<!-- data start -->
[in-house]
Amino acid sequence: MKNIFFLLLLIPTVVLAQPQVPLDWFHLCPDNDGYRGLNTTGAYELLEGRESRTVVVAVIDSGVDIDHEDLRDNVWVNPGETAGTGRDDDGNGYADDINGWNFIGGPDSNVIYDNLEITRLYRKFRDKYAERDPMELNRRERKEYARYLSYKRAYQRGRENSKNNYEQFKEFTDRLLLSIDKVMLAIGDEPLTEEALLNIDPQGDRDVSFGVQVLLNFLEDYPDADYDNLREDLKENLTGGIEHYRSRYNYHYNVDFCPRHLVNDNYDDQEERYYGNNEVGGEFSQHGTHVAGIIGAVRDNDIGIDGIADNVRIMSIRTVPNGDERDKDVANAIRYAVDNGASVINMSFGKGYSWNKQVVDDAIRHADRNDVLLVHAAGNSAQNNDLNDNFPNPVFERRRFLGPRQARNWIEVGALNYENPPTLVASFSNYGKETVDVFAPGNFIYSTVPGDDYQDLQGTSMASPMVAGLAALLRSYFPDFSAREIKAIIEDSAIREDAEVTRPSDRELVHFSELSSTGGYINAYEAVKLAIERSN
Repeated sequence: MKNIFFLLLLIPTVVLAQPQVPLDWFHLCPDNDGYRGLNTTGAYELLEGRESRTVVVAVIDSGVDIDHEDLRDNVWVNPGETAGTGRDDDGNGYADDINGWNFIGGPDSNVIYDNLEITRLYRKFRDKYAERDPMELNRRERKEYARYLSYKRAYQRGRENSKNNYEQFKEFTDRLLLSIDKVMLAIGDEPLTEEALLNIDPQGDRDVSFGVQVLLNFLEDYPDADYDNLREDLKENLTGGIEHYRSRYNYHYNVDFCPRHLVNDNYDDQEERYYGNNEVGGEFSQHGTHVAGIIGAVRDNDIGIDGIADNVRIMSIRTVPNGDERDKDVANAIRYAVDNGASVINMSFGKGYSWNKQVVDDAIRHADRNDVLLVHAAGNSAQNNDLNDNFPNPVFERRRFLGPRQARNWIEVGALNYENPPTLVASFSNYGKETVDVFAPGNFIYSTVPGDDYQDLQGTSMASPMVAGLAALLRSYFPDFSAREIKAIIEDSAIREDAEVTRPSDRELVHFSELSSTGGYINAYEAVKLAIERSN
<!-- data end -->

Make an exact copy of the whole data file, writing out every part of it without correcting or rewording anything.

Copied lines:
[in-house]
Amino acid sequence: MKNIFFLLLLIPTVVLAQPQVPLDWFHLCPDNDGYRGLNTTGAYELLEGRESRTVVVAVIDSGVDIDHEDLRDNVWVNPGETAGTGRDDDGNGYADDINGWNFIGGPDSNVIYDNLEITRLYRKFRDKYAERDPMELNRRERKEYARYLSYKRAYQRGRENSKNNYEQFKEFTDRLLLSIDKVMLAIGDEPLTEEALLNIDPQGDRDVSFGVQVLLNFLEDYPDADYDNLREDLKENLTGGIEHYRSRYNYHYNVDFCPRHLVNDNYDDQEERYYGNNEVGGEFSQHGTHVAGIIGAVRDNDIGIDGIADNVRIMSIRTVPNGDERDKDVANAIRYAVDNGASVINMSFGKGYSWNKQVVDDAIRHADRNDVLLVHAAGNSAQNNDLNDNFPNPVFERRRFLGPRQARNWIEVGALNYENPPTLVASFSNYGKETVDVFAPGNFIYSTVPGDDYQDLQGTSMASPMVAGLAALLRSYFPDFSAREIKAIIEDSAIREDAEVTRPSDRELVHFSELSSTGGYINAYEAVKLAIERSN
Repeated sequence: MKNIFFLLLLIPTVVLAQPQVPLDWFHLCPDNDGYRGLNTTGAYELLEGRESRTVVVAVIDSGVDIDHEDLRDNVWVNPGETAGTGRDDDGNGYADDINGWNFIGGPDSNVIYDNLEITRLYRKFRDKYAERDPMELNRRERKEYARYLSYKRAYQRGRENSKNNYEQFKEFTDRLLLSIDKVMLAIGDEPLTEEALLNIDPQGDRDVSFGVQVLLNFLEDYPDADYDNLREDLKENLTGGIEHYRSRYNYHYNVDFCPRHLVNDNYDDQEERYYGNNEVGGEFSQHGTHVAGIIGAVRDNDIGIDGIADNVRIMSIRTVPNGDERDKDVANAIRYAVDNGASVINMSFGKGYSWNKQVVDDAIRHADRNDVLLVHAAGNSAQNNDLNDNFPNPVFERRRFLGPRQARNWIEVGALNYENPPTLVASFSNYGKETVDVFAPGNFIYSTVPGDDYQDLQGTSMASPMVAGLAALLRSYFPDFSAREIKAIIEDSAIREDAEVTRPSDRELVHFSELSSTGGYINAYEAVKLAIERSN